16. #16
    Join Date
    Jul. 5, 2002
    Location
    FL
    Posts
    8,272

    Default

    Quote Originally Posted by HyperionStudLLC View Post
    Because I want to make it better here in NA!

    I take the European model and spin it to a point that it makes sense for the industry here. Who says we can't be as good? !
    That has been my goal since starting in 1995 as a green as grass Hanoverian breeder, but as a former rider with a decent eye for a horse and a business plan and an imagined ideal.

    I soon learned that breeding is addictive. It also MUST be a learning experience You MUST look hard at your mares and at what they produce.

    I love to cook and breeding is a lot like serious cooking. You try a recipe, tweak it and make it better, tweak it again and make it even better. Get one that is reliably excellent and repeat it. But, man those recipes take a long time to cook.

    For me it is a labor of love and cutting back due to age and circumstances has not been easy.

    IMO, the best breeders are trying to improve their breed.



  17. #17
    Join Date
    Jul. 5, 2002
    Location
    FL
    Posts
    8,272

    Default

    Quote Originally Posted by rideagoldenpony View Post
    Why do I do it? .... Because I hope to leave my breed a better place than when I found it.

    Because the thrill of seeing your own creation competing successfully, or making an owner's dreams come true -- or making your OWN dreams come true -- is priceless.

    Because the excitement of waiting for your "perfect match" to take his or her first breath in the world is more exciting than Christmas morning when you're 6.

    Because I am addicted to the soft breath and long whiskers and nuzzles of newborn foals as they learn about the world around them.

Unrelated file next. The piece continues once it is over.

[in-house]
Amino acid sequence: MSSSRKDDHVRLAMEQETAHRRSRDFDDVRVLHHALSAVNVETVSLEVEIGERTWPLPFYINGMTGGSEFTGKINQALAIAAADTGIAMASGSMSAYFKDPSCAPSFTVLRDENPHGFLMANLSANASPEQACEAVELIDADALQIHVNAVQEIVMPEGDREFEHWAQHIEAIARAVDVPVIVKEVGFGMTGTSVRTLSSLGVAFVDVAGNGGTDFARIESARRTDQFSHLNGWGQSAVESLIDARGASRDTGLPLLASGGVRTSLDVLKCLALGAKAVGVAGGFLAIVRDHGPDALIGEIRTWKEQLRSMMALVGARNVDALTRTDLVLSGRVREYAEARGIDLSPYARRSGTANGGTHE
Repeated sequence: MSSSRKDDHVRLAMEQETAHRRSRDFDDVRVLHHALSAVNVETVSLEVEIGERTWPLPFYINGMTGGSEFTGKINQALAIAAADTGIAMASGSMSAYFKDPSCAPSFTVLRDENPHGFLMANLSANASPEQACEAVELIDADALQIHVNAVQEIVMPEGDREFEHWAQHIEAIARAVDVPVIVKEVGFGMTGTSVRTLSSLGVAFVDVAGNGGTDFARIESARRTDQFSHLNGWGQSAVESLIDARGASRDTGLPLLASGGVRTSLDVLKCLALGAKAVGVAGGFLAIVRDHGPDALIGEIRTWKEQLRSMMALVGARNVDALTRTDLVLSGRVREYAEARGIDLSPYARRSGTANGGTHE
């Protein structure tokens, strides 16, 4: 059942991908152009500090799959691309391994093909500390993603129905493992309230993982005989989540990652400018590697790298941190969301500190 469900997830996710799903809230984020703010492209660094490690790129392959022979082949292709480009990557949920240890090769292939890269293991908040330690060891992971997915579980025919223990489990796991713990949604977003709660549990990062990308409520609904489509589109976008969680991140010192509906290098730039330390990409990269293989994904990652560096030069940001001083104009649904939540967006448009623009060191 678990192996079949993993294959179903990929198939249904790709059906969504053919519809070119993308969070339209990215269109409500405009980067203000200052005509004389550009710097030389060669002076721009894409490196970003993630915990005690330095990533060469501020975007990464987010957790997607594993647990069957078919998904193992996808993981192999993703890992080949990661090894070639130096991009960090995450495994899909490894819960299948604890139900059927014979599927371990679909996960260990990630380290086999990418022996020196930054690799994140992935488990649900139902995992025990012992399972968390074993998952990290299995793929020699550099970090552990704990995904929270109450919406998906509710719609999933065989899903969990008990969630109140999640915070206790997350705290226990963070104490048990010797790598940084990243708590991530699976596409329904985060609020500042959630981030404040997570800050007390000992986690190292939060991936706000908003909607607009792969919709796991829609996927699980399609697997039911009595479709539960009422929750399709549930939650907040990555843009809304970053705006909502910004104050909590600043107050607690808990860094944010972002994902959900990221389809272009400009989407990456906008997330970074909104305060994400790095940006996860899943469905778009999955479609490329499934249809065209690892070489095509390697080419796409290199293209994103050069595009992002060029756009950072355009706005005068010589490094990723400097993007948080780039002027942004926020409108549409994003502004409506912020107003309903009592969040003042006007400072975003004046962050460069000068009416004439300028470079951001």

I live ponies. All day, every day. I have since I was a very little girl -- and I never outgrew it. I'm living my wildest dream -- and I can't imagine anything better.
    rideagoldenpony, said it 100% better than I. Except that, I live Hanoverian horses. Otherwise, ditto, ditto, ditto.



  18. #18
    Join Date
    Jan. 28, 2002
    Location
    Alberta, Canada
    Posts
    4,547

    Default

    Quote Originally Posted by rideagoldenpony View Post
    Why do I do it? .... Because I hope to leave my breed a better place than when I found it.

    Because the thrill of seeing your own creation competing successfully, or making an owner's dreams come true -- or making your OWN dreams come true -- is priceless.

    Because the excitement of waiting for your "perfect match" to take his or her first breath in the world is more exciting than Christmas morning when you're 6.

    Because I am addicted to the soft breath and long whiskers and nuzzles of newborn foals as they learn about the world around them.

    I live ponies. All day, every day. I have since I was a very little girl -- and I never outgrew it. I'm living my wildest dream -- and I can't imagine anything better.
    Me three!
    www.DaventryEquestrian.com
    Home of Welsh Pony, ISR/Oldenburg & RPSI pony stallions Daventry's Power Play, Goldhills Brandysnap LOM & Alvesta Picasso
    Also home to www.EquineAppraisers.com



  19. #19
    Join Date
    Jan. 15, 2008
    Location
    Chapel Hill and Southern Pines, North Carolina
    Posts
    2,407

    Default

    Quote Originally Posted by Home Again Farm View Post
    rideagoldenpony, said it 100% better than I. Except that, I live Hanoverian horses. Otherwise, ditto, ditto, ditto.
    Triple agree only I chose the elusive "hunter" as a goal since my mom showed hunters, I showed hunters ....dang....hunters. Only I wonder now if a colossal mistake. .....for my ultimate retirement from work plan! Like ML love me a Hanoverian once I moved on from my beloved TBs of yesteryear ( hence "don't look back" farm name).

    But hmm, I see more TBs in my future....who knows


    Good posts all!
    "Her life was okay. Sometimes she wished she were sleeping with the right man instead of with her dog, but she never felt she was sleeping with the wrong dog."



    www.dontlookbackfarm.com



  20. #20
    Join Date
    Dec. 1, 2007
    Location
    Gettysburg, PA
    Posts
    2,616

    Default

    Not only when they arrive, but every time I get an e-mail from a happy owner, I'm reminded why I do it. I was just lucky enough to be invited by the owner of a 4yr old we bred and sold early to the west coast to come see him grown up while there on a family trip. It was very satisfying seeing him and her smile talking about him

    1 person at a time, I hope to show that quality Irish horses can be found in the US.
    Epona Farm
    Irish Draughts and Irish Sport horses

    Join us on Facebook